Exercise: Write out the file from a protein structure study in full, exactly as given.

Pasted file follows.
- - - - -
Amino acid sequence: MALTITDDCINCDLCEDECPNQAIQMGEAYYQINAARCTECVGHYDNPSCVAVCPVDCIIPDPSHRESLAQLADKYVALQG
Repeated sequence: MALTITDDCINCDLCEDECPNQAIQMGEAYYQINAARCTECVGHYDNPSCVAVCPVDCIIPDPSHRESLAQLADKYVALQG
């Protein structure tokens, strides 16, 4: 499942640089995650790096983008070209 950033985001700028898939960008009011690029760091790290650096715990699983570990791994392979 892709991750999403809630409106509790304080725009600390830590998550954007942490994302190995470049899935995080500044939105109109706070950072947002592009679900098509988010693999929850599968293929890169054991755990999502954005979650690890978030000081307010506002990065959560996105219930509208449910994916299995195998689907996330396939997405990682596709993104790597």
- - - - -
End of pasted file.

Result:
Amino acid sequence: MALTITDDCINCDLCEDECPNQAIQMGEAYYQINAARCTECVGHYDNPSCVAVCPVDCIIPDPSHRESLAQLADKYVALQG
Repeated sequence: MALTITDDCINCDLCEDECPNQAIQMGEAYYQINAARCTECVGHYDNPSCVAVCPVDCIIPDPSHRESLAQLADKYVALQG
């Protein structure tokens, strides 16, 4: 499942640089995650790096983008070209 950033985001700028898939960008009011690029760091790290650096715990699983570990791994392979 892709991750999403809630409106509790304080725009600390830590998550954007942490994302190995470049899935995080500044939105109109706070950072947002592009679900098509988010693999929850599968293929890169054991755990999502954005979650690890978030000081307010506002990065959560996105219930509208449910994916299995195998689907996330396939997405990682596709993104790597």